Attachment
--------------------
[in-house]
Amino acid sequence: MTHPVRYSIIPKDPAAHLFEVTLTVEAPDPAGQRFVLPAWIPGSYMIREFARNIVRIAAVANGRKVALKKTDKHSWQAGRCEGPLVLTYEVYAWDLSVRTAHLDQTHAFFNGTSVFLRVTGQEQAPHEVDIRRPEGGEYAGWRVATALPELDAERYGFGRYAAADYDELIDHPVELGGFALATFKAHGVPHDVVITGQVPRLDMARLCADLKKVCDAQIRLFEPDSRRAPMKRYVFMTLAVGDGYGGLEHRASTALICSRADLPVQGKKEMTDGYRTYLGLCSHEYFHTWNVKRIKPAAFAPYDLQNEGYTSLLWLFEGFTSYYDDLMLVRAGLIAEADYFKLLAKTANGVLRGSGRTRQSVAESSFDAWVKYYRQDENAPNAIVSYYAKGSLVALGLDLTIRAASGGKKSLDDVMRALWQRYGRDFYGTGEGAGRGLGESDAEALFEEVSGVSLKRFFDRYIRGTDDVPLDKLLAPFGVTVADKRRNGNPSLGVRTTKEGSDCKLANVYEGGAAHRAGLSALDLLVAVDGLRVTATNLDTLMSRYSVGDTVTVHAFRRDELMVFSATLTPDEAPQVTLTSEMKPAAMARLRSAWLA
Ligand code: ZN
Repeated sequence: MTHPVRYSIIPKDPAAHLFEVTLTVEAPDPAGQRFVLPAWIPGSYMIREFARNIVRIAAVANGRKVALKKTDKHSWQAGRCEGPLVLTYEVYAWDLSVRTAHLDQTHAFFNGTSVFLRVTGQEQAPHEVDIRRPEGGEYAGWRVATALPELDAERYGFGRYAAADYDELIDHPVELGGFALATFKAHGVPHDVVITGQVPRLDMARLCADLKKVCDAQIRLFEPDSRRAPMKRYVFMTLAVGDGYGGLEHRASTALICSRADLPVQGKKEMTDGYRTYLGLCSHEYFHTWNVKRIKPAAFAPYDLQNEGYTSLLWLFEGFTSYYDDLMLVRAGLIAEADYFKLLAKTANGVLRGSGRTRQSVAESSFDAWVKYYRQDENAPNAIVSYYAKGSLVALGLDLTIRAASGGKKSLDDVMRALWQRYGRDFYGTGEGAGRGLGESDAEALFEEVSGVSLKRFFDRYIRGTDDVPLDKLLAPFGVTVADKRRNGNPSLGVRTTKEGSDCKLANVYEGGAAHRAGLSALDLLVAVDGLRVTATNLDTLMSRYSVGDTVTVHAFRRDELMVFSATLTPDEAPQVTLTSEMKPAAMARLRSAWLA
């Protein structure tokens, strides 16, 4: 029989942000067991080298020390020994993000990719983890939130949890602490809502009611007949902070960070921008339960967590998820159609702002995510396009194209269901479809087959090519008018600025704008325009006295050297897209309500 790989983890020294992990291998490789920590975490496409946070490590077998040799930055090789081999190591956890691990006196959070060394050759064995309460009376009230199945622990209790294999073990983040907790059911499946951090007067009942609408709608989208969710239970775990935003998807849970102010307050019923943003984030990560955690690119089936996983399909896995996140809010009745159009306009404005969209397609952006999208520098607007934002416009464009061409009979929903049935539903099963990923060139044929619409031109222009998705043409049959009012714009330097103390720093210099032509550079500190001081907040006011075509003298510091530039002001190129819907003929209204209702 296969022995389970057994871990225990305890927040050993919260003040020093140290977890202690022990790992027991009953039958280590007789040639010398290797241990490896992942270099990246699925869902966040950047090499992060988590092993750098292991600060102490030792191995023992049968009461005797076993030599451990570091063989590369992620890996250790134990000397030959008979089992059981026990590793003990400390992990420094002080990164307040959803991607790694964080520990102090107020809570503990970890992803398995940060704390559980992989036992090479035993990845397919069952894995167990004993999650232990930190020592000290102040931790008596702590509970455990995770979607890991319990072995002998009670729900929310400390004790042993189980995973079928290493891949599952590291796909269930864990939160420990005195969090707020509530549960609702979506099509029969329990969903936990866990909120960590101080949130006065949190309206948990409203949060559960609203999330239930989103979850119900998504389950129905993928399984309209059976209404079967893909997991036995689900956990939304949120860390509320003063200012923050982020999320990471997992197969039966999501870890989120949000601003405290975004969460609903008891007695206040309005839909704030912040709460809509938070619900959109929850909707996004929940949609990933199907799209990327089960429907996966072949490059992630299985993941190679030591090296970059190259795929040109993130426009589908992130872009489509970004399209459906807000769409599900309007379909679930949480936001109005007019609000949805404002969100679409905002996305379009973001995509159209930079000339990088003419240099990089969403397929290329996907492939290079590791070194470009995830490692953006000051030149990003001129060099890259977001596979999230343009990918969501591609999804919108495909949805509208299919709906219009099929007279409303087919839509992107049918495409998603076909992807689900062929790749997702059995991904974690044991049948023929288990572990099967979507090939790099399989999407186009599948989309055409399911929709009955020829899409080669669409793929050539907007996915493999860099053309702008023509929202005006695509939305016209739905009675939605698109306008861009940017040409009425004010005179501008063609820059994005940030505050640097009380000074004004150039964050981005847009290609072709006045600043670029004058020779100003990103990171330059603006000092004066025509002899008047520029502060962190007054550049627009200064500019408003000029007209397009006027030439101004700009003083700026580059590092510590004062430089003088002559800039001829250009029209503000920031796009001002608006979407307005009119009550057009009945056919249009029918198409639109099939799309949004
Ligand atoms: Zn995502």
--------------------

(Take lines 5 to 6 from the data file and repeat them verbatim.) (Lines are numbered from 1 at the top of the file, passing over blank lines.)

């Protein structure tokens, strides 16, 4: 029989942000067991080298020390020994993000990719983890939130949890602490809502009611007949902070960070921008339960967590998820159609702002995510396009194209269901479809087959090519008018600025704008325009006295050297897209309500 790989983890020294992990291998490789920590975490496409946070490590077998040799930055090789081999190591956890691990006196959070060394050759064995309460009376009230199945622990209790294999073990983040907790059911499946951090007067009942609408709608989208969710239970775990935003998807849970102010307050019923943003984030990560955690690119089936996983399909896995996140809010009745159009306009404005969209397609952006999208520098607007934002416009464009061409009979929903049935539903099963990923060139044929619409031109222009998705043409049959009012714009330097103390720093210099032509550079500190001081907040006011075509003298510091530039002001190129819907003929209204209702 296969022995389970057994871990225990305890927040050993919260003040020093140290977890202690022990790992027991009953039958280590007789040639010398290797241990490896992942270099990246699925869902966040950047090499992060988590092993750098292991600060102490030792191995023992049968009461005797076993030599451990570091063989590369992620890996250790134990000397030959008979089992059981026990590793003990400390992990420094002080990164307040959803991607790694964080520990102090107020809570503990970890992803398995940060704390559980992989036992090479035993990845397919069952894995167990004993999650232990930190020592000290102040931790008596702590509970455990995770979607890991319990072995002998009670729900929310400390004790042993189980995973079928290493891949599952590291796909269930864990939160420990005195969090707020509530549960609702979506099509029969329990969903936990866990909120960590101080949130006065949190309206948990409203949060559960609203999330239930989103979850119900998504389950129905993928399984309209059976209404079967893909997991036995689900956990939304949120860390509320003063200012923050982020999320990471997992197969039966999501870890989120949000601003405290975004969460609903008891007695206040309005839909704030912040709460809509938070619900959109929850909707996004929940949609990933199907799209990327089960429907996966072949490059992630299985993941190679030591090296970059190259795929040109993130426009589908992130872009489509970004399209459906807000769409599900309007379909679930949480936001109005007019609000949805404002969100679409905002996305379009973001995509159209930079000339990088003419240099990089969403397929290329996907492939290079590791070194470009995830490692953006000051030149990003001129060099890259977001596979999230343009990918969501591609999804919108495909949805509208299919709906219009099929007279409303087919839509992107049918495409998603076909992807689900062929790749997702059995991904974690044991049948023929288990572990099967979507090939790099399989999407186009599948989309055409399911929709009955020829899409080669669409793929050539907007996915493999860099053309702008023509929202005006695509939305016209739905009675939605698109306008861009940017040409009425004010005179501008063609820059994005940030505050640097009380000074004004150039964050981005847009290609072709006045600043670029004058020779100003990103990171330059603006000092004066025509002899008047520029502060962190007054550049627009200064500019408003000029007209397009006027030439101004700009003083700026580059590092510590004062430089003088002559800039001829250009029209503000920031796009001002608006979407307005009119009550057009009945056919249009029918198409639109099939799309949004
Ligand atoms: Zn995502």